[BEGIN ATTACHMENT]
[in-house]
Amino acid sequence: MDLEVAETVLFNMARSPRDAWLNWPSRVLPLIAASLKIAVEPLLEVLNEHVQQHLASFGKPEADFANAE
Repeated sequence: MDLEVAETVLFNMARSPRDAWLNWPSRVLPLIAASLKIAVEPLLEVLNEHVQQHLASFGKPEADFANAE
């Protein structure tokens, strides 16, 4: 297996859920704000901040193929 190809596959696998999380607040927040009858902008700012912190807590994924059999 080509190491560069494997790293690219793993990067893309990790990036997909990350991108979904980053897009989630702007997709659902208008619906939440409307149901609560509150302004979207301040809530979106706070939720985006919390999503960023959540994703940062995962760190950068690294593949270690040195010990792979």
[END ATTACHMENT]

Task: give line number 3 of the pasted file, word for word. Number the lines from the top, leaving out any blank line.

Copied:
Repeated sequence: MDLEVAETVLFNMARSPRDAWLNWPSRVLPLIAASLKIAVEPLLEVLNEHVQQHLASFGKPEADFANAE